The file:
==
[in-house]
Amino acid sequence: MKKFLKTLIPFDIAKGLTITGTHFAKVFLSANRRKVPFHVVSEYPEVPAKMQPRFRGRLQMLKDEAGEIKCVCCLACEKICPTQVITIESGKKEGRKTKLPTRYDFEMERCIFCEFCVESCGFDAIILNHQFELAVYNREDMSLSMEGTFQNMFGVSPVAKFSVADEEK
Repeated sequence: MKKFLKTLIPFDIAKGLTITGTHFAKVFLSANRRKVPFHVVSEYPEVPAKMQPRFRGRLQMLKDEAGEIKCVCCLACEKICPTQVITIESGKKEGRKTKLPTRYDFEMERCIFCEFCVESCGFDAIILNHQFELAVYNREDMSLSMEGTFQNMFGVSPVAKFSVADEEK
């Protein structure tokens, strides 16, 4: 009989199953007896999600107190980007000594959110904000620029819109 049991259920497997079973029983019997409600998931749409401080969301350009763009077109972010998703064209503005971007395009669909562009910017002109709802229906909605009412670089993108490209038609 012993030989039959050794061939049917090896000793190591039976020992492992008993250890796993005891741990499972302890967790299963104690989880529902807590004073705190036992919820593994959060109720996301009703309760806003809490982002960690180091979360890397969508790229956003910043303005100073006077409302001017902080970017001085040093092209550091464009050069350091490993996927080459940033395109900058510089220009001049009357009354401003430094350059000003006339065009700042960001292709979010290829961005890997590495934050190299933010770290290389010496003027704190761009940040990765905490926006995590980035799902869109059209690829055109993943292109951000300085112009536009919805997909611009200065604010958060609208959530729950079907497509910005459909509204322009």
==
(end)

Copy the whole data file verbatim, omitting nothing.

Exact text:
[in-house]
Amino acid sequence: MKKFLKTLIPFDIAKGLTITGTHFAKVFLSANRRKVPFHVVSEYPEVPAKMQPRFRGRLQMLKDEAGEIKCVCCLACEKICPTQVITIESGKKEGRKTKLPTRYDFEMERCIFCEFCVESCGFDAIILNHQFELAVYNREDMSLSMEGTFQNMFGVSPVAKFSVADEEK
Repeated sequence: MKKFLKTLIPFDIAKGLTITGTHFAKVFLSANRRKVPFHVVSEYPEVPAKMQPRFRGRLQMLKDEAGEIKCVCCLACEKICPTQVITIESGKKEGRKTKLPTRYDFEMERCIFCEFCVESCGFDAIILNHQFELAVYNREDMSLSMEGTFQNMFGVSPVAKFSVADEEK
């Protein structure tokens, strides 16, 4: 009989199953007896999600107190980007000594959110904000620029819109 049991259920497997079973029983019997409600998931749409401080969301350009763009077109972010998703064209503005971007395009669909562009910017002109709802229906909605009412670089993108490209038609 012993030989039959050794061939049917090896000793190591039976020992492992008993250890796993005891741990499972302890967790299963104690989880529902807590004073705190036992919820593994959060109720996301009703309760806003809490982002960690180091979360890397969508790229956003910043303005100073006077409302001017902080970017001085040093092209550091464009050069350091490993996927080459940033395109900058510089220009001049009357009354401003430094350059000003006339065009700042960001292709979010290829961005890997590495934050190299933010770290290389010496003027704190761009940040990765905490926006995590980035799902869109059209690829055109993943292109951000300085112009536009919805997909611009200065604010958060609208959530729950079907497509910005459909509204322009």